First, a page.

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Collaboration in Action: Case Summaries

Patient Ombudsman always seeks to resolve complaints informally before they go into formal investigations. Early resolutions are the lion’s share of our work and the most frequent result. Here are some highlights of our collaborative efforts across Ontario’s healthcare system.


Public Hospitals

Experience
The caregiver of a patient requiring frequent out-patient hospital visits complained that the hospital’s patient relations process was unclear and difficult to use.

Resolution
After discussing these concerns with Patient Ombudsman, the hospital agreed to revise its patient relations process and make information more accessible to the public to assist future patients.

Experience
At the time of an involuntary admission to hospital under the Mental Health Act, a patient reported having been assaulted. The patient later complained that the hospital had failed to adequately respond to the reported assault.

Resolution
Patient Ombudsman determined that although the hospital had recorded the patient’s declaration, there was no evidence in the medical records that the hospital had followed its internal policy in responding to the patient’s alleged assault. As a result, the hospital apologized and updated its internal policies to prevent a similar incident from occurring in the future.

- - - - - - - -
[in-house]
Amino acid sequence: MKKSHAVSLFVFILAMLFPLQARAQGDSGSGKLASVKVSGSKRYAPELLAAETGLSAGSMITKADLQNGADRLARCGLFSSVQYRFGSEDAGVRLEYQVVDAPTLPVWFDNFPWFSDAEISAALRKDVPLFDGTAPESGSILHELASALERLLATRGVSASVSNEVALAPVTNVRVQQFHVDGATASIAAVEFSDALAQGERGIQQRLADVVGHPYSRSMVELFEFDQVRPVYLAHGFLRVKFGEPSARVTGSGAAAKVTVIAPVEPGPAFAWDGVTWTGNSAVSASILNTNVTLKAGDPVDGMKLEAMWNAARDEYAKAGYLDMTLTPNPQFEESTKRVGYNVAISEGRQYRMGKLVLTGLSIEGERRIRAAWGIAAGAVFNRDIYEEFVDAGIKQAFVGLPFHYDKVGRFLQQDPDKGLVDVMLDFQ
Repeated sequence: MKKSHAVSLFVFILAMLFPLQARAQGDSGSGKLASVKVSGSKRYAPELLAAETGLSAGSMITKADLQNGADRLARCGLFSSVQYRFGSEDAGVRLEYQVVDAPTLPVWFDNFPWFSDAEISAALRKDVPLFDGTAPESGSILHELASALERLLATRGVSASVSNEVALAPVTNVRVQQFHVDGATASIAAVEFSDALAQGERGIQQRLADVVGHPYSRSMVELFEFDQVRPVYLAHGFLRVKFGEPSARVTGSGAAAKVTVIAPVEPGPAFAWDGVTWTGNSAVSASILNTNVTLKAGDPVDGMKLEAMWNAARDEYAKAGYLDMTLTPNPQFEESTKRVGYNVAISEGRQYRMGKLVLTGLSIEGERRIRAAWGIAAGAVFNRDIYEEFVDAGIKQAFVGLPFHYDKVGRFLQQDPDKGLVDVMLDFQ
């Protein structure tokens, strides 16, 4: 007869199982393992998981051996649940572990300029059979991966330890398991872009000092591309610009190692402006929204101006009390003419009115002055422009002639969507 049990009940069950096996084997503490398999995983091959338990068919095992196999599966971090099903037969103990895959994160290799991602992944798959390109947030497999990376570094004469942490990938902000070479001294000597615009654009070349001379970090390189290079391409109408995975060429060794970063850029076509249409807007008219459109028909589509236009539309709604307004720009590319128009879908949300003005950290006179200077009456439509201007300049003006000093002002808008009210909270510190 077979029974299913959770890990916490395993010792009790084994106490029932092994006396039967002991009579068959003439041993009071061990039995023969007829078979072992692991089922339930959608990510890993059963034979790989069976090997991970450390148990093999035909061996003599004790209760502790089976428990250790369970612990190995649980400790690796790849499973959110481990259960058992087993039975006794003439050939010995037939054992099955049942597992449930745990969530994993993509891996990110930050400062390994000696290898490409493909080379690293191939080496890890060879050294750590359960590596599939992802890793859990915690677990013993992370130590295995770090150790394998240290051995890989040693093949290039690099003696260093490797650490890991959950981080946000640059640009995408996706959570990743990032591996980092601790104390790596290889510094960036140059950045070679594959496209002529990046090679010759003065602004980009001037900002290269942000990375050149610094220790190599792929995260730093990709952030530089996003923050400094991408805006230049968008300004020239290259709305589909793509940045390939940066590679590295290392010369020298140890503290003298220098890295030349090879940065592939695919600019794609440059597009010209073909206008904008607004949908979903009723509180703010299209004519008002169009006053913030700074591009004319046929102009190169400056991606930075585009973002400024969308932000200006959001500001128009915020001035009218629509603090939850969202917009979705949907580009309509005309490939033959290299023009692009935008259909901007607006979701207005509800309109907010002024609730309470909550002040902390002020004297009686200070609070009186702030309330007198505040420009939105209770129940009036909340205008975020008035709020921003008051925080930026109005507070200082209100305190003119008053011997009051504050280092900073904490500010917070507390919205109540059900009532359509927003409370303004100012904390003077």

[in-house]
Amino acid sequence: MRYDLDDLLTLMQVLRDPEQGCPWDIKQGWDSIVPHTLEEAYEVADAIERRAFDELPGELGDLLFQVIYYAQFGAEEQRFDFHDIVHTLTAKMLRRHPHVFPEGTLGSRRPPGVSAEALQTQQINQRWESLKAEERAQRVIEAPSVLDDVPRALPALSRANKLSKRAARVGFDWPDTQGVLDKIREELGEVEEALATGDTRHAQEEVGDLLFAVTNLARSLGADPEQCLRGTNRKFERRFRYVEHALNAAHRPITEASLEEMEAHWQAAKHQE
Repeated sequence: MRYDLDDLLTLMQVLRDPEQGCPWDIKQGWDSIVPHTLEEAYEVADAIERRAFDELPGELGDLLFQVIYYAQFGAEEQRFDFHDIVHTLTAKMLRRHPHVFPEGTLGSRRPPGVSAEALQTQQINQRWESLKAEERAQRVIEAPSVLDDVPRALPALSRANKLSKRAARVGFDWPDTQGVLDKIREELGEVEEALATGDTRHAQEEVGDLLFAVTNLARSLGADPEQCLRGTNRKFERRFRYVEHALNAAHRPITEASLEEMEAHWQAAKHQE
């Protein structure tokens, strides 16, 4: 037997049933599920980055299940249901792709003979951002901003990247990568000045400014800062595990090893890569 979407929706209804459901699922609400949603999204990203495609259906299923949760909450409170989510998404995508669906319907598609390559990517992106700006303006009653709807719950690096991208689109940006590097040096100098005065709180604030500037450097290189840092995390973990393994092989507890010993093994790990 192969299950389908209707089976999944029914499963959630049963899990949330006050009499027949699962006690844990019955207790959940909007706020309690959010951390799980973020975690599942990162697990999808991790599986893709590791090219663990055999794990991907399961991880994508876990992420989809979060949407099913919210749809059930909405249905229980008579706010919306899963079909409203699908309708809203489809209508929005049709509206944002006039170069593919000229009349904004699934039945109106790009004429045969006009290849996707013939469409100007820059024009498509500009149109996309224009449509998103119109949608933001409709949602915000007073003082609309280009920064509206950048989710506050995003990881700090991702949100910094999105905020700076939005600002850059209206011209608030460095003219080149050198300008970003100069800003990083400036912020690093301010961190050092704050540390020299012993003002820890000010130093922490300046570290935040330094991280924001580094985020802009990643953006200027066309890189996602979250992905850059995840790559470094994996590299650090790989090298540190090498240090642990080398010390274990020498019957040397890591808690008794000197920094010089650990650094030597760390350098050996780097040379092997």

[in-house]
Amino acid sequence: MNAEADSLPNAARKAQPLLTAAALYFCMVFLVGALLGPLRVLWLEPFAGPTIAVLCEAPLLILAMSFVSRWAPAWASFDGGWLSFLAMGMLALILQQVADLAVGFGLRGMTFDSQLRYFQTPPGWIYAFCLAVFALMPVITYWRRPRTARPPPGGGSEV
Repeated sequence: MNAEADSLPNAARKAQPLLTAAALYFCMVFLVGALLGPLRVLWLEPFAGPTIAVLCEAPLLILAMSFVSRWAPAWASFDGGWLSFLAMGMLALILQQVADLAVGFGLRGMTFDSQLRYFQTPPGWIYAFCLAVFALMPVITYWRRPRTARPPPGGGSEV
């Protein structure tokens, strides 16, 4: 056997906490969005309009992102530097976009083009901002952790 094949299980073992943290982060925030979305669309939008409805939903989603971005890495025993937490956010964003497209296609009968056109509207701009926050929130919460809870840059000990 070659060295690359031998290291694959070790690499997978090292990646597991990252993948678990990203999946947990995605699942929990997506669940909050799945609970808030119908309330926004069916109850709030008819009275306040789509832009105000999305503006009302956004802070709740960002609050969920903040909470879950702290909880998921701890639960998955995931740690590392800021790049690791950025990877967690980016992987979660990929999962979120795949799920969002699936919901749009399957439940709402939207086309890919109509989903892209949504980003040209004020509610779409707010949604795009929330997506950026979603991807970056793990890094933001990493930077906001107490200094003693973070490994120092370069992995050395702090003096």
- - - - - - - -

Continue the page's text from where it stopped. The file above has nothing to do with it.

Experience
A man had a stroke which resulted in significant physical and medical challenge. Initially, he was taken to one hospital by ambulance for specialized treatment and then, once stable, transferred to his local hospital. Later, because he had long-term care needs that were too complex for a long-term care home, he was transferred again to a complex continuing care hospital – far from his caregiver’s home. His caregiver did not drive and had several chronic conditions herself. The caregiver did not understand why her husband needed to be moved to another hospital, especially one so far from her home.

Resolution
Patient Ombudsman helped facilitate communication between the hospital and the caregiver to help her better understand the reason for the transfer and also helped facilitate the transfer of the patient to another complex continuing care hospital that was more accessible to the caregiver.

Experience